US military ordered to prepare for fiscal 'perfect storm'
Defense Secretary Leon Panetta on Thursday ordered the US military to "prepare for the worst" and take cost-saving measures as it faces the threat of potential deep budget cuts.
The steps include scaling back maintenance, freezing civilian hiring and delaying some weapons contracts, Panetta told a news conference.
The US military's vast budget is the by far the largest in the world, with proposed spending for fiscal year 2013 of roughly $614 billion, and will remain so -- despite what Panette dubbed a "perfect storm of budget uncertainty."
"We have no idea what the hell is going to happen," he added. "All told, this uncertainty, if left unresolved by the Congress, will seriously harm our military readiness."
The uncertainty stems from Congress's failure to adopt a defense budget for the current fiscal year 2013, its inability to resolve a stalemate that could trigger massive cuts and a looming crisis over the country's debt ceiling.
If lawmakers fail to approve the Pentagon's proposed budget for 2013, the department will suffer an $11 billion cutback to funding for operations and maintenance, he said.
If Congress cannot agree on a deal to stop automatic budget cuts, known as "sequestration," by March 1, the Defense Department would see funding slashed by more than $50 billion this year and $500 billion over ten years.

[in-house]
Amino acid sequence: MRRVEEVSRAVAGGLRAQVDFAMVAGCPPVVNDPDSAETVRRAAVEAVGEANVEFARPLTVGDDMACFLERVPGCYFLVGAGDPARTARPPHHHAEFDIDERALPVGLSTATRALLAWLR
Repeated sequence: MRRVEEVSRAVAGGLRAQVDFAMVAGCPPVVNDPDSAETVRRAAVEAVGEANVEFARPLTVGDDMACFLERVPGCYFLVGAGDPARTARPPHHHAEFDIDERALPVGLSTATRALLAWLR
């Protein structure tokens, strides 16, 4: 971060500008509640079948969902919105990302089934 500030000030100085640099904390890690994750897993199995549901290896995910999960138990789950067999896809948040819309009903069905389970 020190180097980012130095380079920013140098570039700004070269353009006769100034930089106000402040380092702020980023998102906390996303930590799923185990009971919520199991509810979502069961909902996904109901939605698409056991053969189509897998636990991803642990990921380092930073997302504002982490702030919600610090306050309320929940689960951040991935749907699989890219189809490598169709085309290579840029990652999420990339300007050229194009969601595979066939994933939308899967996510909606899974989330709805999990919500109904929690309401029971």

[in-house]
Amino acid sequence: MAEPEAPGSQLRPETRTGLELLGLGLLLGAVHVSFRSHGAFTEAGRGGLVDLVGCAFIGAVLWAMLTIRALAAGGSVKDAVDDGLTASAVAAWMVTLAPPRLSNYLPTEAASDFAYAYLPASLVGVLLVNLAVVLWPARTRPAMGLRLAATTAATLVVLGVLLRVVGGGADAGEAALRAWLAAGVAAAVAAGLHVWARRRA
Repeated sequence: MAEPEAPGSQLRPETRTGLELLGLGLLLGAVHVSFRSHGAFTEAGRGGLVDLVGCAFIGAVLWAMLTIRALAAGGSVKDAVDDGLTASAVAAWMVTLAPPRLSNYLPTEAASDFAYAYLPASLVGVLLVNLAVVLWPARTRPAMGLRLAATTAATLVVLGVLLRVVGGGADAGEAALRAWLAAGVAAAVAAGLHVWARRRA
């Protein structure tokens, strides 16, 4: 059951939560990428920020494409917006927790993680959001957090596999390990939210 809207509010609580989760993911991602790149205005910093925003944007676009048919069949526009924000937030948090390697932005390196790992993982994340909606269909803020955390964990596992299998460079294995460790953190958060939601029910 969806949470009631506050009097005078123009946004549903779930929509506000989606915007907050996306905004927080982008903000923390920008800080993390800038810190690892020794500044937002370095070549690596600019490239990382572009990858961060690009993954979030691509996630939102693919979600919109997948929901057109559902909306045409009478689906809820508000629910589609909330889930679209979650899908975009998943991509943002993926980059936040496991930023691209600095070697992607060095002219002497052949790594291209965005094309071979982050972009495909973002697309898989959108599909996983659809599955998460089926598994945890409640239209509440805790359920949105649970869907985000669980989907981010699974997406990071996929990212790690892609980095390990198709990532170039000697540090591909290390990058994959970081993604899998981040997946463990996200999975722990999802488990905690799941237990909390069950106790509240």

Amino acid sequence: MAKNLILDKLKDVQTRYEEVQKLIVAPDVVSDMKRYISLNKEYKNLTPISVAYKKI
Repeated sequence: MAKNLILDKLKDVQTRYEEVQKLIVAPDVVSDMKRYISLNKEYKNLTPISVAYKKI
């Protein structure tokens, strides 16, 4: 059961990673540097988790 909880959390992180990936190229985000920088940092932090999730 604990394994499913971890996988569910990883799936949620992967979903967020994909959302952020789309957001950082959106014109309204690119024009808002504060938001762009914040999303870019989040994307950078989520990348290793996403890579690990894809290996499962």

As a result, Panetta said: "We really have no choice but to prepare for the worst."
The announcement marked the first concrete measures by the Pentagon's leadership to prepare for cuts.
Panetta, who is due to retire soon after President Barack Obama nominated ex-senator Chuck Hagel as his successor, said the precautionary steps he had ordered should be "reversible," in case lawmakers clinch an agreement.
But he did not say how much the measures would save.
If the sweeping budget cuts come to pass, the military would seek to shield troops deployed to Afghanistan from the effect of the reductions, Panetta said.
That would mean "very serious cutbacks" for other training, scaling back flying hours for pilots and time at sea for ships as well as disruptions to most weapons programs, he said.
In addition, the entire civilian workforce for the Defense Department would be subject to furloughs and the cost-saving measures would harm the military's readiness, he admitted.
The chairman of the US Joint Chiefs, General Martin Dempsey, was even more blunt about the possible impact of automatic budgets cuts.
Although troops on the battlefield and wounded soldiers would be safeguarded from any budget cuts, the rest of the armed forces would be hit hard, the general told the same press conference.
"We won't short-change those in combat, and we'll continue to resource those who are the next to deploy," Dempsey said.
"But for the rest of the force, operations, maintenance, and training will be gutted. We will ground aircraft, return ships to port, and sharply curtail training across the force."
Dempsey, painting a dire scenario, said the military's "readiness will begin to erode" and warned: "Within months we will be less prepared, and within a year we will be unprepared."